Parivrtta Janu Sirsasana B
Definition - What does Parivrtta Janu Sirsasana B mean?
Parivrtta janu sirsasana B is a seated revolved posture that is part of the primary series of Ashtanga yoga. From Sanskrit, parivrtta means “revolved,” janu means “knee,” sirsa means “head” and asana means “posture.” The B indicates this an advanced variation of the foundation pose.
To enter parivrtta janu sirsasana, the yogi begins in dandasana and then opens the legs to a wide angle. Depending on which side the yogi is going to revolve toward, the opposite leg bends at the knee and the foot rests along the inner thigh. The yogi then leans toward the extended leg, bringing the bottom shoulder forward to the inner knee. The drishti is directed at the sky, the arms reach over the body and both hands clasp the foot. As the chest opens, the back comes to the thigh and the back of the head comes to the knee. To release, the yogi lets go of the foot and simultaneously untwists the body, coming back to dandasana.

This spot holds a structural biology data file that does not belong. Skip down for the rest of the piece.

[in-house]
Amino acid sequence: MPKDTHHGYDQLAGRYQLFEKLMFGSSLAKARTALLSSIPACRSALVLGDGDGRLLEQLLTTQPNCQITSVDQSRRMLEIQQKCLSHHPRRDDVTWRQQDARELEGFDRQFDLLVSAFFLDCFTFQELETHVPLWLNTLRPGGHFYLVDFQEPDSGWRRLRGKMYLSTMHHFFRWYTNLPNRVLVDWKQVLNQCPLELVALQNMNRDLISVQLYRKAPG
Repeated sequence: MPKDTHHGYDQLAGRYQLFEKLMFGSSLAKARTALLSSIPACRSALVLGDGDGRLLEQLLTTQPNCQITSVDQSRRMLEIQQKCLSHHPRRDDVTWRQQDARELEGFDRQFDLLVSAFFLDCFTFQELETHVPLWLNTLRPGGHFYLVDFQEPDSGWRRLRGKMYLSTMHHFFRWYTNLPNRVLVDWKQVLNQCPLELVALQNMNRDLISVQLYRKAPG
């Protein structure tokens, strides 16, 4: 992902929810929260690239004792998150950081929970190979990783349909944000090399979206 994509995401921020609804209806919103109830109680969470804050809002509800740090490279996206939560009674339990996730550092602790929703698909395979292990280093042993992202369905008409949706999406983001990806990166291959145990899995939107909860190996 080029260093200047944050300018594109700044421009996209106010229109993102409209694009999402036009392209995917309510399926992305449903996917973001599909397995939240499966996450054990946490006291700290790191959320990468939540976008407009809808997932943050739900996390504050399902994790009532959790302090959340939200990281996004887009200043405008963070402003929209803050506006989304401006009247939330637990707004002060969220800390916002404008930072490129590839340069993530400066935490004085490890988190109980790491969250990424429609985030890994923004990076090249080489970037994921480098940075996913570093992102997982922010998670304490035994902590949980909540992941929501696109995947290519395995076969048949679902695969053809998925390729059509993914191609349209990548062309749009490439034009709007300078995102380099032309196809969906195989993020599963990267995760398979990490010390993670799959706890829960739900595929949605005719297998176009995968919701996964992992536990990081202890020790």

Parivrtta janu sirsasana B is also known as revolved head-to-knee pose B in English.
Yogapedia explains Parivrtta Janu Sirsasana B
Parivrtta janu sirsasana B is an intermediate to advanced pose. This pose requires that the yogi has developed the flexibility to bring the legs behind the body while the upper body revolves or twists. Additionally, having one leg bent and both hands on the foot reduces the foundation and stability of the pose. The yogi has to be able to apply downward pressure from the sit bones and the extended leg in order to stay in the pose with stability.
This deep bound twisting seated posture is known to stimulate the digestion and internal organs, and open the hamstrings and shoulders while improving circulation to the spine through the twist.